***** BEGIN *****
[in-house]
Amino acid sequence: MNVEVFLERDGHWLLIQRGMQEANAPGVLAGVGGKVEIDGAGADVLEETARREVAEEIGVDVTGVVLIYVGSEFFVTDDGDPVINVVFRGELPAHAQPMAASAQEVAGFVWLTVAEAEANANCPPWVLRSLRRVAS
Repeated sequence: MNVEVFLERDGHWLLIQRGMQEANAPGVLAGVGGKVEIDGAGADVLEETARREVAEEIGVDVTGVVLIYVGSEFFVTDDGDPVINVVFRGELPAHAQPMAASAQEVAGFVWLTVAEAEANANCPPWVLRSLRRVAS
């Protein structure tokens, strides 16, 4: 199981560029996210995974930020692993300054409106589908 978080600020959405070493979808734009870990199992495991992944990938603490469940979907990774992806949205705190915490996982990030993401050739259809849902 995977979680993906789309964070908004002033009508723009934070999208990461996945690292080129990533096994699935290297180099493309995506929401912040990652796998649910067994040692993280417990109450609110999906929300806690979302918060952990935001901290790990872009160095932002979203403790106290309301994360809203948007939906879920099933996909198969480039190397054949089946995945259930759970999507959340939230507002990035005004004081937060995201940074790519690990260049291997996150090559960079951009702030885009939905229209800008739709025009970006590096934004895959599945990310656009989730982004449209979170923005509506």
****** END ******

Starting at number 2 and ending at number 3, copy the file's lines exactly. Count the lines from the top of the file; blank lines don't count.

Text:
Amino acid sequence: MNVEVFLERDGHWLLIQRGMQEANAPGVLAGVGGKVEIDGAGADVLEETARREVAEEIGVDVTGVVLIYVGSEFFVTDDGDPVINVVFRGELPAHAQPMAASAQEVAGFVWLTVAEAEANANCPPWVLRSLRRVAS
Repeated sequence: MNVEVFLERDGHWLLIQRGMQEANAPGVLAGVGGKVEIDGAGADVLEETARREVAEEIGVDVTGVVLIYVGSEFFVTDDGDPVINVVFRGELPAHAQPMAASAQEVAGFVWLTVAEAEANANCPPWVLRSLRRVAS